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5 steps to reach the 2028 targets for gender parity in peacekeeping


Did you know that out of all UN military peacekeepers, only 7% are women? In the member-state formed police units, women made up just 16% last year, while the total number of women police officers in UN operations was only 19%.  It is a far cry from the targets set by the 2028 UN Gender Parity Strategy of 30% women in field missions and 35% in UN headquarters.

Since 2018, the number of women deployed to peacekeeping operations have steadily increased. Yet, at the global level women remain underrepresented – and men overrepresented - in UN peace operations. 

Growing numbers is good, but not sufficient. It must be meaningful participation, meaning that women have the same opportunities, roles, and resources as men; where their needs are met, and their skill sets are matched to the responsibilities and expectations they face on the job.

Tara Yonjan, vehicle mechanic, with two of her colleagues from the Nepalese Contingent
in South Lebanon. Tara is the only woman on her team. Photo: UN Photo/Pasqual Gorriz

Recruiting peacekeepers from a larger pool of the population, rather than just 50% of it, increases the likelihood that those selected will be the best-suited and most effective on the job. For instance, there is evidence that people are more likely to approach women peacekeepers to report sexual abuse or harassment. This doesn’t mean there should be more women peacekeepers simply to fulfil special roles or “add value”. Rather, it demonstrates the need for greater equality and diversity in general in peace operations.

A peace operation that is more diverse and reflective of the population it serves is generally seen as more legitimate by the local population.

There are concrete steps that countries can take to improve opportunities for women to participate meaningfully in peace operations, and several have made good progress towards a better gender-balance in their peacekeeping deployments. 


With four more years to go, the parity target is still within reach. But it will require increased
efforts by UN member states to put in place the resources, budgets, and policies that support
the deployment of men and women equally. Photo: UN Photo/Nektarios Markogiannis

In 2023, Ghana and Nepal exceeded the target of 15% of deployed women for both UN military observers and troops. South Africa, Cambodia, Zambia, and Nigeria were also well above the target for women serving in military contingents. 

Among other countries, Ghana, Zambia, and Cambodia have taken steps to improve their internal policies and practices through self-assessments using the Elsie Initiative’s Measuring Opportunities for Women in Peace Operations (MOWIP) methodology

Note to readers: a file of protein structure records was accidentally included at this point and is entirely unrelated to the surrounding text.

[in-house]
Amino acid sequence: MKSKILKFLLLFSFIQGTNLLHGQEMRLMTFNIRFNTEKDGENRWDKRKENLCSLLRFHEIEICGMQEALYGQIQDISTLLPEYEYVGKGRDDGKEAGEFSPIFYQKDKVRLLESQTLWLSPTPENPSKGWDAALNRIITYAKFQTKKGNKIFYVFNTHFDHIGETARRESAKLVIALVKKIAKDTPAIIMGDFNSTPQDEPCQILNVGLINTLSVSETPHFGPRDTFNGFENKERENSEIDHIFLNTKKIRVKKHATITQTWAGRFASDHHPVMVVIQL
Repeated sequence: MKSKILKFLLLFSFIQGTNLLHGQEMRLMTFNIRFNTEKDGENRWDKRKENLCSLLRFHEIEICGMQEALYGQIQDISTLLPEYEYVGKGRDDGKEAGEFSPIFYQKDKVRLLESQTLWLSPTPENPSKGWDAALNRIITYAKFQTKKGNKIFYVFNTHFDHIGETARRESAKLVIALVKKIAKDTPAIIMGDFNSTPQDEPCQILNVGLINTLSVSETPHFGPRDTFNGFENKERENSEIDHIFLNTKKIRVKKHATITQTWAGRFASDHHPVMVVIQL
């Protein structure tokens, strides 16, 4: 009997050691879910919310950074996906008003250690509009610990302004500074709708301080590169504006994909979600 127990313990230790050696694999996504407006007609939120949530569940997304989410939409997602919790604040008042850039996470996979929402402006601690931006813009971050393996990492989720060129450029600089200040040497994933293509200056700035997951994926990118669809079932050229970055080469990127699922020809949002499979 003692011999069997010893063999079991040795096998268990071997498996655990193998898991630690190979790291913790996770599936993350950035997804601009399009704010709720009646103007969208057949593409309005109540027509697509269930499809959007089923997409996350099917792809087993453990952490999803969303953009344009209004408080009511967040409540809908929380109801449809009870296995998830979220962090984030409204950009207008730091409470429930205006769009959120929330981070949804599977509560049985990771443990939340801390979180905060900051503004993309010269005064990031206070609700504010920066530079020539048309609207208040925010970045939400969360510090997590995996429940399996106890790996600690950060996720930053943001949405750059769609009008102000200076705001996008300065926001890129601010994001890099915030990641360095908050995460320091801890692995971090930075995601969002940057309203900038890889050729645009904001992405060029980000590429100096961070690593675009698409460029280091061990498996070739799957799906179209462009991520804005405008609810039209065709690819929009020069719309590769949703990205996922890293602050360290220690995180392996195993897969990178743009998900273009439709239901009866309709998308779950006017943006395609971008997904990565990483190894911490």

With four more years to go, the parity target is still within reach. But it will require increased efforts by national and international stakeholders to remove barriers and improve opportunities for women to serve. 

With the commitment of senior leaders, and changes in policies and practices at the operational level, it is possible. After all, especially in these times of rising conflict, more effective peacekeeping and peacebuilding is in everyone's interest.


  1. Stop restricting deployment opportunities based on explicit or implicit gender bias. Women and men can serve in all roles in peace operations where social skills, such as tension management and mediation, are as important as combat skills.
  2. Raise awareness among uniformed personnel of employment opportunities in peace operations, and highlight women role models and mentors.
  3. Increase opportunities for training and development for women to meet qualification requirements for UN assignments. Ensure that their new skills and abilities gained from serving as a peacekeeper are valued by their institution when they return home. 
  4. Improve family-friendly policies so that men and women with caregiving responsibilities can go on deployment knowing that their families will be supported, and that will be able to return home during their mission to see them.
  5. Improve psycho-social support and mental health services for men and women serving in peace operations before, during, and after deployment - and do the same for their families at home. 


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Cover photo: UN Photo/Harandane Dicko

Karin Carlsson
Karin Carlsson works in the Elsie Initiative team in DCAF's Gender and Security Division. She designs and implements programme activities, supports countries wishing to conduct a Measuring Opportunities for Women in Peace Operations (MOWIP) assessment, and collects lessons learned throughout the process through the Elsie Helpdesk. She is a NATO Certified Gender Advisor and has worked in national and international organizations on prevention of sexual exploitation and gender mainstreaming. She’s trained personnel in UN, OSCE, EU and NATO missions on gender at the strategic, operational, and tactical levels. She holds a master's degree in development studies from Uppsala University.